Background: : Chronic low back pain is the second leading cause of disability in the United States and is related to greater risk of opioid misuse. Research suggests that severe fatigue may be a relevant factor for better understanding the greater rates of opioid and misuse among adults with chronic low back pain. Therefore, the current study sought to examine differences in opioid misuse, risk for opioid use disorder, and hazardous alcohol use in two different groups: one group with clinically significant fatigue, and one group without clinically significant fatigue. Methods: : Participants were recruited utilizing a validated online survey management system that yielded 1,681 adults (70.0% female, 81.1% White, Mage = 44.5 years, SD = 11.88) with current mild to severe chronic low back pain. One-way analysis of covariance (ANCOVA) models were conducted to examine group differences. Results: : Among adults with chronic low back pain, those with clinically significant fatigue reported significantly greater opioid misuse and risk for opioid use disorder compared to those without clinically significant fatigue. These results were evident after controlling for pain severity and interference. The results for hazardous alcohol use were not significantly different between groups. Conclusions: : Clinically significant fatigue is a distinguishing characteristic among adults with chronic low back pain in terms of opioid misuse and risk for opioid use disorder. Potential clinical implications of such findings suggest that it may be important for clinicians to assess fatigue levels to better manage opioid misuse potential among adults with chronic low back pain.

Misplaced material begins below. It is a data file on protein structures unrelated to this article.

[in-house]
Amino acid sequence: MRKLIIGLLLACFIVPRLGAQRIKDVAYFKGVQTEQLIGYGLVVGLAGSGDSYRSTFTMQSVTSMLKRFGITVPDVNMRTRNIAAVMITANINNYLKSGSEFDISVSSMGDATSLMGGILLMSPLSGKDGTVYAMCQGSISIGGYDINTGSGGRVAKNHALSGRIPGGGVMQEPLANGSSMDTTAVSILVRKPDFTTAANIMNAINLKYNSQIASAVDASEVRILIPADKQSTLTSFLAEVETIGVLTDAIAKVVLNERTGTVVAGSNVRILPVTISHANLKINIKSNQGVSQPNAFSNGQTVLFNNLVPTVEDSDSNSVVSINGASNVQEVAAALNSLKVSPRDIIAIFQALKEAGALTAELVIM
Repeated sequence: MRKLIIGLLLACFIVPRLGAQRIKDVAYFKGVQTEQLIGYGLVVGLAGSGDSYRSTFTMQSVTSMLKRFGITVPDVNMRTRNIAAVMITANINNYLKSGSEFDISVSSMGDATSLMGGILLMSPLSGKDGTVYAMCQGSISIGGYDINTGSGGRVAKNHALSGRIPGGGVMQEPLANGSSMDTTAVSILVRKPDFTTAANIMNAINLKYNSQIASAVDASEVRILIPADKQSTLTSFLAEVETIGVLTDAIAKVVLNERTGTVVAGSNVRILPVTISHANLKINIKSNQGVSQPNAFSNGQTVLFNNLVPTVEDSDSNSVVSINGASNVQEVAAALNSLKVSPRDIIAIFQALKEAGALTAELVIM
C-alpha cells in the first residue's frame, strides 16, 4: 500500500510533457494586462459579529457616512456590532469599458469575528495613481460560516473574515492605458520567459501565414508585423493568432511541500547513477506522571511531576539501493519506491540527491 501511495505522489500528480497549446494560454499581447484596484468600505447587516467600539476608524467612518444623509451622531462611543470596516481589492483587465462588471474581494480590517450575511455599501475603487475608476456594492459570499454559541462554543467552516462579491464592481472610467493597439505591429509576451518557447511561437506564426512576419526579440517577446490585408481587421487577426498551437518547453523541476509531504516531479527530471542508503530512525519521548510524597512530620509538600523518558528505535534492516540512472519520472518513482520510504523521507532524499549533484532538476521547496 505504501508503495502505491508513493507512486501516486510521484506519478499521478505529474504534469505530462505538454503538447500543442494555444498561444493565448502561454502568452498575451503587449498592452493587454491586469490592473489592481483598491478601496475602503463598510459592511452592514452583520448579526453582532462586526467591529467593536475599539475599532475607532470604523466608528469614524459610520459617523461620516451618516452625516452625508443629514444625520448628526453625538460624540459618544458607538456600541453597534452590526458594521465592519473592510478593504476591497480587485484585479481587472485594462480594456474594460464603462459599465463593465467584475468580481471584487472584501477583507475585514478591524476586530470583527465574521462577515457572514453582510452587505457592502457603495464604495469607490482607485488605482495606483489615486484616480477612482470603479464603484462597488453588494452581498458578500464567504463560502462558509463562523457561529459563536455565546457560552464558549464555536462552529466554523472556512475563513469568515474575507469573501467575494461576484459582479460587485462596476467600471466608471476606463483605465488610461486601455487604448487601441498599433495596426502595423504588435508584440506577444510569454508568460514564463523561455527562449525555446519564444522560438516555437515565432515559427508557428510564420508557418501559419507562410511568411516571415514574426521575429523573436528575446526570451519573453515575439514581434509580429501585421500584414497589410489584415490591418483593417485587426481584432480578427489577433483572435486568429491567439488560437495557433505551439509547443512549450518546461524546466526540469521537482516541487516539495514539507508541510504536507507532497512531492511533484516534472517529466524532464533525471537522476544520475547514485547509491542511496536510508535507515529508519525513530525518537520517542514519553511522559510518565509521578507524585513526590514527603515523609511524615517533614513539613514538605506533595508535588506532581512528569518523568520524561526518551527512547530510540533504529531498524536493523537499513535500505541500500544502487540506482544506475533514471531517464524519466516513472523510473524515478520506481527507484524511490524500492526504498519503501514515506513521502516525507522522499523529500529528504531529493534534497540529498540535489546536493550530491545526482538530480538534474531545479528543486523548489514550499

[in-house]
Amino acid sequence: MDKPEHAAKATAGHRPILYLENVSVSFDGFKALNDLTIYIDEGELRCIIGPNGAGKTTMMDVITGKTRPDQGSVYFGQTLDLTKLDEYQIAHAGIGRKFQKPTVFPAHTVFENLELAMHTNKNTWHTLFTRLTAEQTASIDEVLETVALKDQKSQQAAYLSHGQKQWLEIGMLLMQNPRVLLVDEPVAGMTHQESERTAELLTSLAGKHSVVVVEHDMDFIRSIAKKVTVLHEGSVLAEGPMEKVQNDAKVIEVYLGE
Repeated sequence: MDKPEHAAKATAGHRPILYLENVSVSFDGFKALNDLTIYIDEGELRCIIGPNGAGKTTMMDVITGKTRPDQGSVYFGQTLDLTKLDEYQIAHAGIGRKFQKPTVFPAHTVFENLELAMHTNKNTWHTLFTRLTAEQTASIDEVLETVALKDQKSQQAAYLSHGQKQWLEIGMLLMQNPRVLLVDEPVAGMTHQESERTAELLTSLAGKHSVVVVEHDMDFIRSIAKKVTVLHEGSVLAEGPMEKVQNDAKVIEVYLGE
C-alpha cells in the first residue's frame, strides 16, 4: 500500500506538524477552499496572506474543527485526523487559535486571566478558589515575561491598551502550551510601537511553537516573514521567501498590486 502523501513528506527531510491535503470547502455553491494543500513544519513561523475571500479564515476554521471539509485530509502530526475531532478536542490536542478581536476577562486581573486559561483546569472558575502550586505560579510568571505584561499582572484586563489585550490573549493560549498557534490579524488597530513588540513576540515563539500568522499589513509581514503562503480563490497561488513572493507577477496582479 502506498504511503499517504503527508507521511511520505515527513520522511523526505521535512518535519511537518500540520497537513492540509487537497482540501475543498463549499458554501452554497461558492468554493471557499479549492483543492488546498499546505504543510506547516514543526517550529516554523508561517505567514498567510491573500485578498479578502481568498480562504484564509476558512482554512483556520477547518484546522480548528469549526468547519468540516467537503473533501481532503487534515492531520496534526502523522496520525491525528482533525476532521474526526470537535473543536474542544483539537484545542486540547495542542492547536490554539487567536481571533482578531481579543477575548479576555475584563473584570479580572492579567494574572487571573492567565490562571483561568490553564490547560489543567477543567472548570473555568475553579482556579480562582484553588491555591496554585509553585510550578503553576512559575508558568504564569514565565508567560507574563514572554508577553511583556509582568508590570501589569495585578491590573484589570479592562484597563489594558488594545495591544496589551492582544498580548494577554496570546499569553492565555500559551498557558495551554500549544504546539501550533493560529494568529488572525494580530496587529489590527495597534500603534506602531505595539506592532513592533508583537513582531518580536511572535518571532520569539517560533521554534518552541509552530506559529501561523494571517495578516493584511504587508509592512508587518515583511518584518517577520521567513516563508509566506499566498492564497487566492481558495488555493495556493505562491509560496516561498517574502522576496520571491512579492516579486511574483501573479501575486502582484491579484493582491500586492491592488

- chronic pain
ASJC Scopus subject areas
- Medicine (miscellaneous)
- Public Health, Environmental and Occupational Health
- Behavioral Neuroscience